I will also add my best wishes for a successful ablation. If you wanted to read about mine you can click on my name and read my journal entry. It really was a piece of cake. The anticipation before hand was the worst part. Best of luck and let us know how it went.
Hi. I just saw your post. I had my SVT AVRNT ablation done in April of 2011. It went very smoothly and I have been fine ever since, making up for lost time doing all the things I wasn't able to do for so many years. I lived with the problem for 40+ years and my only regret is that I wasn't able to get a referral to an EP to do it sooner. Knowing what I know now, I wouldn't hesitate to have it done. I wish you all the best on Thursday. Take care, rest up, and try not to worry, OK?
Hi Donna. Glad to hear you're doing well, and good to see you on here!
Hi I had a cryoablation done last year august 19th for atrial tach (svt) and afib,and still no episodes of svt.Only minor bursts a couple seconds long.
Im surprised you had issues being on atenolol because I started that about 2 years ago,and I never had any issues.Atenolol is one of the mildest meds you could be on.Of course Im not taking it now ,and I havent been on meds for months which is awesome.I still get palps daily,but no biggy!
Good luck,and get plenty of rest after.Dont over do it .I would definitely take a couple of weeks just to chill,and gradually work your way back into things.
I had my ablation done 2 years ago and it was a breeze. The worst part was waiting after so I suggest bring a good book or your Ipad. I had mine at Stanford. Less traumatic than one round of being cardioverted.
I wanted to add (but I can't edit my post!!) that I 54 years of SVT; 6-59. It had become intertwined in my life, and I accepted it as something I had to live with. It wasn't until my new PCP (who never saw my SVT) suggested that I see a cardiologist who put me on a 30 day monitor which captured three classic events that I was on my way to getting it fixed. The EP said I was his "dream patient" as he merely touched the suspected area and it went off. Also I have a slight abnormality in the atrial septum of my heart which made it possible to get to the left side without the transseptal puncture that nearly everyone else undergoes that need work on the left side.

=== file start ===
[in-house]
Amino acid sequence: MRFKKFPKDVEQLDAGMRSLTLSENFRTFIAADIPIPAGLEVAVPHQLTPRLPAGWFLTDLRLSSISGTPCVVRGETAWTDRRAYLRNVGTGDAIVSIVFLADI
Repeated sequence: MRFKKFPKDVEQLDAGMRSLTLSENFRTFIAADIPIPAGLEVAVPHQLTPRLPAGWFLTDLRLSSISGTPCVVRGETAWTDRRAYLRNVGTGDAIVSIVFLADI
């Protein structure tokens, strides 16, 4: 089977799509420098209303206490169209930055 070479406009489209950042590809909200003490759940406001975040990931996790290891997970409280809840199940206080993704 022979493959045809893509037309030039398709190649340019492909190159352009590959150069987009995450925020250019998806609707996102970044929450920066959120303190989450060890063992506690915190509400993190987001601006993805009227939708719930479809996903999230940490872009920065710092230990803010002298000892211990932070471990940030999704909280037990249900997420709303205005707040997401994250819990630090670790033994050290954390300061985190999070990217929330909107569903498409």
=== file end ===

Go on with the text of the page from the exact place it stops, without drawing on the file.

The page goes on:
I also wantewd to add that you won't need bring anything with you except perhaps a toothbrush if you need to stay overnight. I walked in at 6AM and walked out at 5PM.
I wouldn't take steps for a few days. I slept in our guest bedroom on the first floor for two days before trying the steps.
You will feel like a millstone has been removed from around your neck. As a former competitve short track speedskater and track cyclist, I can't tell you how it interferred with my life and competitions. It was never knowing if it was going to "go off" or not that drove me crazy. I finally had mine worked on two years ago, and have not had an incident since the night before the procedure when I was dinning with my wife in a quiet restaurant.
I was taken early in the morning, and did not have to stay the evening. Have they told you that you will have to stay over?
Recovery should be only a few days You should be ready to go by Monday or Tuesday, and be able to do some light workout within a couple of weeks. My problem was the orange sized hematoma that formed at the puncture site. That caused a limp for a two weeks or so, but I still managed to do some light laps at the rink with my son pacing me just seven days after the procedure. I was 59 at the time, and now 61.
If you haven't already read it, go to the page of member Jannie411 and read her journal. She gives a very good account of her procedure for which she was fully conscious the entire time. By comparison, I was under general anesthesia for mine. Good luck and let us know how you make out.